A new report released today by the Treasury Inspector General for Tax Administration (TIGTA) says that the IRS needs to improve its strategy for ensuring accurate reporting and payment of the Medical Device Excise Tax that is included in the Affordable Care Act.
Apart from all the tax credits and other tax law changes included in the ACA, the most controversial one is perhaps the Medical Device Excise Tax.
This is an excise tax of 2.3 percent of the sales price for medical devices sold starting from January 1, 2013.
Manufacturers, producers and importers of medical device goods are now responsible for collecting the tax and filing Form 720 as their quarterly federal excise tax return.
Estimated revenues from this tax were pegged at $20 billion for the period from fiscal year 2015 to 2019.
TIGTA’s review found the number of forms 720 filed and the amount of revenue reported were much lower than expected.
TIGTA’s analysis of 5,107 forms 720 that were processed for the first half of 2013 identified discrepancies totaling almost $117.8 million compared to what the IRS toted up from the forms.
TIGTA says the IRS is trying to come up with a compliance strategy for this tax, but the agency is apparently still unable to identify the medical device manufacturers registered with the Food and Drug Administration who need to file Form 720 and pay the medical device excise tax.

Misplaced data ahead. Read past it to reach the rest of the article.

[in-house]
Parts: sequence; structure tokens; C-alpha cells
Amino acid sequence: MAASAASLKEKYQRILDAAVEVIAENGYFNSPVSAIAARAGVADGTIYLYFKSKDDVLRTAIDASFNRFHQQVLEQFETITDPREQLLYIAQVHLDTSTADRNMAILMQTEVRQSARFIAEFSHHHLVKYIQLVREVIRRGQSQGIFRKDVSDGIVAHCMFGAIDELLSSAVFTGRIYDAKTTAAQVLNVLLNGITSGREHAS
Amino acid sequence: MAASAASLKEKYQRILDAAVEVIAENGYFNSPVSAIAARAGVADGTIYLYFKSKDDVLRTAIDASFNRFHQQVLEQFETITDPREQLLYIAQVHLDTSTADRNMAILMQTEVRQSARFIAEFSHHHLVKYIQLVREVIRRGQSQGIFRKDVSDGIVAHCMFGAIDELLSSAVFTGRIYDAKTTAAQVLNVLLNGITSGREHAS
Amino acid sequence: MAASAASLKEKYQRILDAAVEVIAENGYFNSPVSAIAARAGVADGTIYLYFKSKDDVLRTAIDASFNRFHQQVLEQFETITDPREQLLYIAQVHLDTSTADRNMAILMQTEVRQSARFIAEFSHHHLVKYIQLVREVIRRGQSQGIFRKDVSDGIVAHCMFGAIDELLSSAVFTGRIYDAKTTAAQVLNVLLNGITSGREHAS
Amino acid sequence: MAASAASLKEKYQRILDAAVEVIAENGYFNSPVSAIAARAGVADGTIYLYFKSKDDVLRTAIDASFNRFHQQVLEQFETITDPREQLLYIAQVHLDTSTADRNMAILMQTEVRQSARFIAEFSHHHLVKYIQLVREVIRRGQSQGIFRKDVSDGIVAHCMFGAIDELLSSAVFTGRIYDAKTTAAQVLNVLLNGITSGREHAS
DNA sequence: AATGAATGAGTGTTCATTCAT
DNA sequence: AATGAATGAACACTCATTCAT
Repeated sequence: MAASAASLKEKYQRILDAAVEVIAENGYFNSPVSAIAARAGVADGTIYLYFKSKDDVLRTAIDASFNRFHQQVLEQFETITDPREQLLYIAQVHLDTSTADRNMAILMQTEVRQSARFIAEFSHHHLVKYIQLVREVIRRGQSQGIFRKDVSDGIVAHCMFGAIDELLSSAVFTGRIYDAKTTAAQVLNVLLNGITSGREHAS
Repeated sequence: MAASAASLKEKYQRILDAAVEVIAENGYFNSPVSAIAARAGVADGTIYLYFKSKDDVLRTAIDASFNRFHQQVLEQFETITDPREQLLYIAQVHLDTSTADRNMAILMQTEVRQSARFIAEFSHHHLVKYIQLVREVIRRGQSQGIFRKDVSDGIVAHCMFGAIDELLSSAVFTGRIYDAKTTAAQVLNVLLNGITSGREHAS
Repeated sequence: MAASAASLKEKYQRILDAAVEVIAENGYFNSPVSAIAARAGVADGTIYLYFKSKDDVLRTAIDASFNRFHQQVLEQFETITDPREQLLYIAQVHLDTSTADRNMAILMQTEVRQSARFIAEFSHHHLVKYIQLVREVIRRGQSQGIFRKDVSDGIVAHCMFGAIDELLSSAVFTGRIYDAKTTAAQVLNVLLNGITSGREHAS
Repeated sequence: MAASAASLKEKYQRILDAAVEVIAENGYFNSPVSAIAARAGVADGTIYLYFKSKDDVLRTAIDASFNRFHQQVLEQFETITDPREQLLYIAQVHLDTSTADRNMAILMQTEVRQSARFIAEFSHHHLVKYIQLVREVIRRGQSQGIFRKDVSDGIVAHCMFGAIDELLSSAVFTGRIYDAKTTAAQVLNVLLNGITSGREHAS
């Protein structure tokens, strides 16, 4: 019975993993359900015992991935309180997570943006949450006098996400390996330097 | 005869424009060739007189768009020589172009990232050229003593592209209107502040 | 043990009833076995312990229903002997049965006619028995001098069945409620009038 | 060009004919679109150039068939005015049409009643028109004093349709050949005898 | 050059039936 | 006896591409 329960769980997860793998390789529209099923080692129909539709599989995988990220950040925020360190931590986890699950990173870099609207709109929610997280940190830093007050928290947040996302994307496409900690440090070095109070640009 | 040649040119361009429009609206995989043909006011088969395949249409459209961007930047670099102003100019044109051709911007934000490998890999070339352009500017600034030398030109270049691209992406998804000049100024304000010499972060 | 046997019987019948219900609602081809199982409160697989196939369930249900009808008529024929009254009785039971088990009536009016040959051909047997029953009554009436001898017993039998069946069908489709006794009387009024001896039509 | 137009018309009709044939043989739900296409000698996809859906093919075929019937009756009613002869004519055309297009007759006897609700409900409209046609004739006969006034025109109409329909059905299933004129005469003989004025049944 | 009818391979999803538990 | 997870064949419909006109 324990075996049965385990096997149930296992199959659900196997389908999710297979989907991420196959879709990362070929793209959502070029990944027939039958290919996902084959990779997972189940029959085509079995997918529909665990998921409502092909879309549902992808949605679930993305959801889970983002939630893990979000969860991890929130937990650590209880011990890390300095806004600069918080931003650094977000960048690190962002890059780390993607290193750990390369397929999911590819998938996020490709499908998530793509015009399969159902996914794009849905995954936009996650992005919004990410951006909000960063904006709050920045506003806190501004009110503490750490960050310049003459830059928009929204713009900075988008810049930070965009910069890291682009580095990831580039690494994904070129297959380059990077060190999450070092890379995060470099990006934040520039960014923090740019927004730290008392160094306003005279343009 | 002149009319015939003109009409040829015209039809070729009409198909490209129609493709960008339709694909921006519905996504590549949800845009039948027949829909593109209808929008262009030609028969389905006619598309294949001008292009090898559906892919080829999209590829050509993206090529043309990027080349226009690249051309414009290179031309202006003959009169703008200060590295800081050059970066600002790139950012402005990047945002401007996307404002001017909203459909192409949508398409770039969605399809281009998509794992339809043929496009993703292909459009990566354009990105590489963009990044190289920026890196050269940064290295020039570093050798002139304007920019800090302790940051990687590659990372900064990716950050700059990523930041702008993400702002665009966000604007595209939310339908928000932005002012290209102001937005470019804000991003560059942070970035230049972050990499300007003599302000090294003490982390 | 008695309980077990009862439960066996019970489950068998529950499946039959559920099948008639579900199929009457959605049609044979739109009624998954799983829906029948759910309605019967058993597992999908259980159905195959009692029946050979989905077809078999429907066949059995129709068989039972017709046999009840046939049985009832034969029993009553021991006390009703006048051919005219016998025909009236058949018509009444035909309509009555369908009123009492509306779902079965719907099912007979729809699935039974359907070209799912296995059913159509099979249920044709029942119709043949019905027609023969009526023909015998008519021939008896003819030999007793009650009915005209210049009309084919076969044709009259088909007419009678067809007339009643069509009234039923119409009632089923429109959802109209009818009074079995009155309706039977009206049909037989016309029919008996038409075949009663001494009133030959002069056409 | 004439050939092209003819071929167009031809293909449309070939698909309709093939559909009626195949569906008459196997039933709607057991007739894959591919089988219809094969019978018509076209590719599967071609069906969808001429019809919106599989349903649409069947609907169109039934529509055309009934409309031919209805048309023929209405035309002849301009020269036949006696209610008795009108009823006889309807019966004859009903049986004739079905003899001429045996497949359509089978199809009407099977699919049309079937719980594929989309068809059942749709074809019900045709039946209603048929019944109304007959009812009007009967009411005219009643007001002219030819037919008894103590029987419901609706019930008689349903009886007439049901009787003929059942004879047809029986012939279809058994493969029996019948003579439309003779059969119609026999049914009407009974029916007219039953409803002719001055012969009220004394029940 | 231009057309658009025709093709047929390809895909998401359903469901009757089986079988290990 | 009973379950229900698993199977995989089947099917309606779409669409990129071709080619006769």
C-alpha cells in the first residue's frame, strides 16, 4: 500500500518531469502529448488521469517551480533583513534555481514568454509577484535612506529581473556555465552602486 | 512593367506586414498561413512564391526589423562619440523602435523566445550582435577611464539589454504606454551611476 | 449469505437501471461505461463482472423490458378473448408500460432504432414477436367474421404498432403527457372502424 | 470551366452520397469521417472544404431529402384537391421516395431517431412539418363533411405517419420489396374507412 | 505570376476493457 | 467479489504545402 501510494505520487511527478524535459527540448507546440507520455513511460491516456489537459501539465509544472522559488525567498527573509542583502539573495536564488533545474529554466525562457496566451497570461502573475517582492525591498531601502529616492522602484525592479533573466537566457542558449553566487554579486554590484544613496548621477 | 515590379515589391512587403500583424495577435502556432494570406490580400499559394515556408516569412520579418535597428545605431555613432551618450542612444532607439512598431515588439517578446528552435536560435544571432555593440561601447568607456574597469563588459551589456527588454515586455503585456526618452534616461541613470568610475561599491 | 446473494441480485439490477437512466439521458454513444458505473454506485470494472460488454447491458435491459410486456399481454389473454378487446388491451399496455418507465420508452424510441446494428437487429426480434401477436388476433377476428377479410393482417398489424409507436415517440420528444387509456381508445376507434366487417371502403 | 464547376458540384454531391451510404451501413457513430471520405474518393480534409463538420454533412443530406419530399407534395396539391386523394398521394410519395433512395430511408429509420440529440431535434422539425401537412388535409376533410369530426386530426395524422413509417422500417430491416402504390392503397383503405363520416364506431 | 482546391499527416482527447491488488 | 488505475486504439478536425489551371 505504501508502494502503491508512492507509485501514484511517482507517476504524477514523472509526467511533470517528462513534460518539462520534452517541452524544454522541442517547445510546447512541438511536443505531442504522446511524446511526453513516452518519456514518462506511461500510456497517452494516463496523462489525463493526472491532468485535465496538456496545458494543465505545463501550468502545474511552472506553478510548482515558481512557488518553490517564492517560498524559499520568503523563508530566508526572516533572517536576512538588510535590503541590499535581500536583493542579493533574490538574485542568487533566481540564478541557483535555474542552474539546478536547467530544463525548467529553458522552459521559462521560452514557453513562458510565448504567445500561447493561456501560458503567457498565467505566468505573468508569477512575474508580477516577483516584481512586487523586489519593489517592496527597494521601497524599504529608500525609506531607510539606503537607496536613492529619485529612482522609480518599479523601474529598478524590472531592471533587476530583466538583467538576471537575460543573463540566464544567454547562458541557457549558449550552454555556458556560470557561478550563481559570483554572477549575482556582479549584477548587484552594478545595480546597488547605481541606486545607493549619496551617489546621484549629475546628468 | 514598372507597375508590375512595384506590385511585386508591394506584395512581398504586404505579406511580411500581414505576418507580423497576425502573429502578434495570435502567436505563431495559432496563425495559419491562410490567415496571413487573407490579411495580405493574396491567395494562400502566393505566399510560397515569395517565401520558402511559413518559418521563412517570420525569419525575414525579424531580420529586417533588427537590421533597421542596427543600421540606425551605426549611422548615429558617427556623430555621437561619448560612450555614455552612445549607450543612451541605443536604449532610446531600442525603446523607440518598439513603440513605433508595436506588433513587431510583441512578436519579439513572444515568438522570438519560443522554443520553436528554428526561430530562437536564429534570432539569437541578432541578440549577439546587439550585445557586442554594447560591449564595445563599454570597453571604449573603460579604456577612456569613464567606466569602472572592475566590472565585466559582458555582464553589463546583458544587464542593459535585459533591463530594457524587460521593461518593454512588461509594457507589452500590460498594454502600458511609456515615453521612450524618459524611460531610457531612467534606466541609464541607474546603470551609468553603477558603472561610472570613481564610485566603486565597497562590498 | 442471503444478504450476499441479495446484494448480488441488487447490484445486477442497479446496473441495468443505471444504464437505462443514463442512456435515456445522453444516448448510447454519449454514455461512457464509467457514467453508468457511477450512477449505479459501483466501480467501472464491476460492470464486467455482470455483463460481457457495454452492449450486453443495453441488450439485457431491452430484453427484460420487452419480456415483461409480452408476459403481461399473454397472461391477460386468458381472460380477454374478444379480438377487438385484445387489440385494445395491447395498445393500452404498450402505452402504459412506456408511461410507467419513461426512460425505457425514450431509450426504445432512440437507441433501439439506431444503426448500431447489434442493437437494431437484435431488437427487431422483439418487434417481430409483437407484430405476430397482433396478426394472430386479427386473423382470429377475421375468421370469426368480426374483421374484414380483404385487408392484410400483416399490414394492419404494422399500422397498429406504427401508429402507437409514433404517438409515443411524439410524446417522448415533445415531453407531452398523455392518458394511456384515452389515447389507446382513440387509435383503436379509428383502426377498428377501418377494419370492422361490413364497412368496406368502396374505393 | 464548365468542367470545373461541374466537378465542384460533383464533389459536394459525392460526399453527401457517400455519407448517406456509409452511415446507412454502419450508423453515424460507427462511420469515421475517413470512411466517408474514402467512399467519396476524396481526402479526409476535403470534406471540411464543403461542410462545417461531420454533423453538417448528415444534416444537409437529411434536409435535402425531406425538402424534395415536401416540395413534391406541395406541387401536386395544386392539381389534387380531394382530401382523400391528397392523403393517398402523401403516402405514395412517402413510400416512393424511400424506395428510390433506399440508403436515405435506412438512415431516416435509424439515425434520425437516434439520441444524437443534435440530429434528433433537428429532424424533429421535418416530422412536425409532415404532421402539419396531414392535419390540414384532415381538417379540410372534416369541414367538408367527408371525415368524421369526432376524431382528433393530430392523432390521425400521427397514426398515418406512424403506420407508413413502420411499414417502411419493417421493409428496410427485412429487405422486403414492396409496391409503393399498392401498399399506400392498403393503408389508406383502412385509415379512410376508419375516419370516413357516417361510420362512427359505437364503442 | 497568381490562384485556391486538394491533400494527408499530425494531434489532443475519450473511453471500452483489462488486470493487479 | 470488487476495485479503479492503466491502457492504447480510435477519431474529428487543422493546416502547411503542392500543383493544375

“While the IRS has taken steps to educate medical device manufacturers of the medical device excise tax during implementation, it faces challenges to definitively identify manufacturers subject to the medical device excise tax reporting and payment requirements,” said J. Russell George, Treasury Inspector General for Tax Administration.
As if identifying the companies that need to pay the tax wasn’t hard enough, the agency went ahead and stiffed $706,753 out of businesses through 219 failure-to-deposit penalties for the first six months of 2013, which was supposed to be a designated penalty relief period.
The IRS then backtracked on 133 of these penalty assessments, but left the others stand. When TIGTA notified the IRS about the remaining 86 penalty assessments, they were also reversed and the IRS wrote them apology letters.
TIGTA included several recommendations in the report for the IRS, including that the agency continue refining its compliance strategy for identifying noncompliant manufacturers, establish a process for verifying the tax amount for paper-filed Forms 720, and initiate correspondence with taxpayers for obtaining missing taxable sales or tax amounts.
The IRS agrees with TIGTA’s recommendations, and is planning to develop alternative strategies for identifying the medical device makers and ensuring compliance and payment of the medical device excise tax.
Read the full TIGTA report – Download (pdf)
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